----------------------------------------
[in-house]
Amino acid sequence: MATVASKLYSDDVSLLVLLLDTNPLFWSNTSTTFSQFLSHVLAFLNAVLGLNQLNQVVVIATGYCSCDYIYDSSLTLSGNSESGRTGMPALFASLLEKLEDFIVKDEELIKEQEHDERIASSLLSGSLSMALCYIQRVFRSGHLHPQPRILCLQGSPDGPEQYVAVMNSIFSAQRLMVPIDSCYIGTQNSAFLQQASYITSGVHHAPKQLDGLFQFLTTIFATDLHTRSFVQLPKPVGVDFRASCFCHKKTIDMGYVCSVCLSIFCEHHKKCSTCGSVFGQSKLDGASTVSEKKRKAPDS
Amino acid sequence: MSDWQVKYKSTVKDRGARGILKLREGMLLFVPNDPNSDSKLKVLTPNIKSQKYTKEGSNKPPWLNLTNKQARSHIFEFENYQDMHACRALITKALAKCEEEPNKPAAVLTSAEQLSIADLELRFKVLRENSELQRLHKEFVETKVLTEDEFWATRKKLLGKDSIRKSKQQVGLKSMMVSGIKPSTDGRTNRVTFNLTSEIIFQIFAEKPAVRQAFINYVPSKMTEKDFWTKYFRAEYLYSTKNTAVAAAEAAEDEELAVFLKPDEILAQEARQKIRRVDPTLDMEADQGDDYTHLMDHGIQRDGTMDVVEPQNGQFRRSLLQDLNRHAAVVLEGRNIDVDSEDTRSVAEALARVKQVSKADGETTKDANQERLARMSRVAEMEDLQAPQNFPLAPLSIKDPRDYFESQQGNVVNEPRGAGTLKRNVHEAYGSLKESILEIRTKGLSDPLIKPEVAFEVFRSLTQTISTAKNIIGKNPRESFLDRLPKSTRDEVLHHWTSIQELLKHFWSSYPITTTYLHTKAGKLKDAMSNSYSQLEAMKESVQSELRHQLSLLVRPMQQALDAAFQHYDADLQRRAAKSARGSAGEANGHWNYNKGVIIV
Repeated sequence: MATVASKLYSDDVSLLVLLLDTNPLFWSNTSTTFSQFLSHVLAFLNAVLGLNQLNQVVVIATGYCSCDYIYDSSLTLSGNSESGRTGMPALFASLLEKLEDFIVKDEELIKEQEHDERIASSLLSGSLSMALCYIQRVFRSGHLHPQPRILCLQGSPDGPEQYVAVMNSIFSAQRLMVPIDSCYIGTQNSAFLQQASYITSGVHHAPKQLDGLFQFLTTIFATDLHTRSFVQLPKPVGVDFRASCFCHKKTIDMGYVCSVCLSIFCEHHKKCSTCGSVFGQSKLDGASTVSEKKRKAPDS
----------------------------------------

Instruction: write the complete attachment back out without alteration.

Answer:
[in-house]
Amino acid sequence: MATVASKLYSDDVSLLVLLLDTNPLFWSNTSTTFSQFLSHVLAFLNAVLGLNQLNQVVVIATGYCSCDYIYDSSLTLSGNSESGRTGMPALFASLLEKLEDFIVKDEELIKEQEHDERIASSLLSGSLSMALCYIQRVFRSGHLHPQPRILCLQGSPDGPEQYVAVMNSIFSAQRLMVPIDSCYIGTQNSAFLQQASYITSGVHHAPKQLDGLFQFLTTIFATDLHTRSFVQLPKPVGVDFRASCFCHKKTIDMGYVCSVCLSIFCEHHKKCSTCGSVFGQSKLDGASTVSEKKRKAPDS
Amino acid sequence: MSDWQVKYKSTVKDRGARGILKLREGMLLFVPNDPNSDSKLKVLTPNIKSQKYTKEGSNKPPWLNLTNKQARSHIFEFENYQDMHACRALITKALAKCEEEPNKPAAVLTSAEQLSIADLELRFKVLRENSELQRLHKEFVETKVLTEDEFWATRKKLLGKDSIRKSKQQVGLKSMMVSGIKPSTDGRTNRVTFNLTSEIIFQIFAEKPAVRQAFINYVPSKMTEKDFWTKYFRAEYLYSTKNTAVAAAEAAEDEELAVFLKPDEILAQEARQKIRRVDPTLDMEADQGDDYTHLMDHGIQRDGTMDVVEPQNGQFRRSLLQDLNRHAAVVLEGRNIDVDSEDTRSVAEALARVKQVSKADGETTKDANQERLARMSRVAEMEDLQAPQNFPLAPLSIKDPRDYFESQQGNVVNEPRGAGTLKRNVHEAYGSLKESILEIRTKGLSDPLIKPEVAFEVFRSLTQTISTAKNIIGKNPRESFLDRLPKSTRDEVLHHWTSIQELLKHFWSSYPITTTYLHTKAGKLKDAMSNSYSQLEAMKESVQSELRHQLSLLVRPMQQALDAAFQHYDADLQRRAAKSARGSAGEANGHWNYNKGVIIV
Repeated sequence: MATVASKLYSDDVSLLVLLLDTNPLFWSNTSTTFSQFLSHVLAFLNAVLGLNQLNQVVVIATGYCSCDYIYDSSLTLSGNSESGRTGMPALFASLLEKLEDFIVKDEELIKEQEHDERIASSLLSGSLSMALCYIQRVFRSGHLHPQPRILCLQGSPDGPEQYVAVMNSIFSAQRLMVPIDSCYIGTQNSAFLQQASYITSGVHHAPKQLDGLFQFLTTIFATDLHTRSFVQLPKPVGVDFRASCFCHKKTIDMGYVCSVCLSIFCEHHKKCSTCGSVFGQSKLDGASTVSEKKRKAPDS